Results: Our results demonstrate that CD200 is selectively overexpressed in AML LSCs and is broadly immunosuppressive by impairing cytokine secretion in both innate and adaptive immune cell subsets. In a PBMC-humanized mouse model, CD200 leukemia progressed rapidly, escaping elimination by T cells, compared with CD200 AML. T cells from mice with CD200 AML were characterized by an abundance of metabolically quiescent CD8 central and effector memory cells. Mechanistically, CD200 expression on AML cells significantly impaired OXPHOS metabolic activity in T cells from healthy donors. Importantly, CD200 antibody therapy could eliminate disease in the presence of graft-versus-leukemia in immune competent mice and could significantly improve the efficacy of low-intensity azacitidine/venetoclax chemotherapy in immunodeficient hosts.

Conclusions: Overexpression of CD200 is a stem cell-specific marker that contributes to immunosuppression in AML by impairing effector cell metabolism and function. CD200 antibody therapy is capable of simultaneously reducing CD200-mediated suppression while also engaging macrophage activity. This study lays the groundwork for CD200-targeted therapeutic strategies to eliminate LSCs and prevent AML relapse.
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http://dx.doi.org/10.1136/jitc-2021-002968DOI Listing
http://www.ncbi.nlm.nih.gov/pmc/articles/PMC8323398PMC
July 2021

Venetoclax enhances T cell-mediated antileukemic activity by increasing ROS production.

Blood 2021 07;138(3):234-245

Princess Margaret Cancer Centre, University Health Network, Toronto, ON, Canada.

Venetoclax, a Bcl-2 inhibitor, in combination with the hypomethylating agent azacytidine, achieves complete remission with or without count recovery in ∼70% of treatment-naive elderly patients unfit for conventional intensive chemotherapy. However, the mechanism of action of this drug combination is not fully understood. We discovered that venetoclax directly activated T cells to increase their cytotoxicity against acute myeloid leukemia (AML) in vitro and in vivo. Venetoclax enhanced T-cell effector function by increasing reactive oxygen species generation through inhibition of respiratory chain supercomplexes formation. In addition, azacytidine induced a viral mimicry response in AML cells by activating the STING/cGAS pathway, thereby rendering the AML cells more susceptible to T cell-mediated cytotoxicity. Similar findings were seen in patients treated with venetoclax, as this treatment increased reactive oxygen species generation and activated T cells. Collectively, this study presents a new immune-mediated mechanism of action for venetoclax and azacytidine in the treatment of AML and highlights a potential combination of venetoclax and adoptive cell therapy for patients with AML.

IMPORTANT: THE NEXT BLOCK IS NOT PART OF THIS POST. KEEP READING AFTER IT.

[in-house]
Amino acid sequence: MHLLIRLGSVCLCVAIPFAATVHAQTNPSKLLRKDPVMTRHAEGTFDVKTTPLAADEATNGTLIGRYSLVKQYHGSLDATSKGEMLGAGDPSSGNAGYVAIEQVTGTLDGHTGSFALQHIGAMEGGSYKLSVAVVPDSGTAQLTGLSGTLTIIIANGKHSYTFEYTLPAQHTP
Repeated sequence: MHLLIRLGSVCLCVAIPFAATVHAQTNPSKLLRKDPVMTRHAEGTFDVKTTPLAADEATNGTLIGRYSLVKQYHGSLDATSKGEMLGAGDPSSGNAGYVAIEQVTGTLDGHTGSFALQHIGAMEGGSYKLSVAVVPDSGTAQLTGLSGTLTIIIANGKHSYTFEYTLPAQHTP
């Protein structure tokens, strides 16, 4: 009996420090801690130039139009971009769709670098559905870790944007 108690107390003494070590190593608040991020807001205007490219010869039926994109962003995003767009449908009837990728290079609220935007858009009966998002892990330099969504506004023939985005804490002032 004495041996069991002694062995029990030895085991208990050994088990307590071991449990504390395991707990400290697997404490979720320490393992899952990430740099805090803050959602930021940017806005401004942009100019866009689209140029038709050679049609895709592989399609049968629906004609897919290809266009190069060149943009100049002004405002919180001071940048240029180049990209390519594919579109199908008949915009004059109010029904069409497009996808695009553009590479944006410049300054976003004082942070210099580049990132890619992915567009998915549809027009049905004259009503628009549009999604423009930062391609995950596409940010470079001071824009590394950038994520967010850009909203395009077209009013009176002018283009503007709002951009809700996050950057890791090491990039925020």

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http://dx.doi.org/10.1182/blood.2020009081DOI Listing
http://www.ncbi.nlm.nih.gov/pmc/articles/PMC8310428PMC
July 2021

DYRK1a mediates BAFF-induced noncanonical NF-kB activation to promote autoimmunity and B cell leukemogenesis.

Blood 2021 Jul 13. Epub 2021 Jul 13.

University of Texas M. D. Anderson Cancer Center, Houston, Texas, United States.

B cell-activating factor (BAFF) mediates B cell survival and, when deregulated, also contributes to autoimmune diseases and B cell malignancies. The mechanism connecting BAFF receptor (BAFFR) signal to downstream pathways and pathophysiological functions is not well understood. Here we identified DYRK1a as a kinase that responds to BAFF stimulation and mediates BAFF-induced B cell survival. B cell-specific DYRK1a deficiency causes peripheral B cell reduction and ameliorates autoimmunity in a mouse model of lupus. An unbiased screen identified DYRK1a as a protein that interacts with TRAF3, a ubiquitin ligase component mediating degradation of the noncanonical NF-kB-inducing kinase (NIK). DYRK1a phosphorylates TRAF3 at serine-29 to interfere with its function in mediating NIK degradation, thereby facilitating BAFF-induced NIK accumulation and noncanonical NF-kB activation. Interestingly, B cell acute lymphoblastic leukemia (B-ALL) cells express high levels of BAFFR and respond to BAFF for noncanonical NF-kB activation and survival in a DYRK1a-dependent manner. Furthermore, DYRK1a promotes a mouse model of B-ALL through activation of the noncanonical NF-kB pathway. These results establish DYRK1a as a critical BAFFR signaling mediator and provide novel insight into B-ALL pathogenesis.
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http://dx.doi.org/10.1182/blood.2021011247DOI Listing
July 2021

Outcomes of TP53-mutant acute myeloid leukemia with decitabine and venetoclax.

Cancer 2021 Jul 13. Epub 2021 Jul 13.

Department of Leukemia, The University of Texas MD Anderson Cancer Center, Houston, Texas.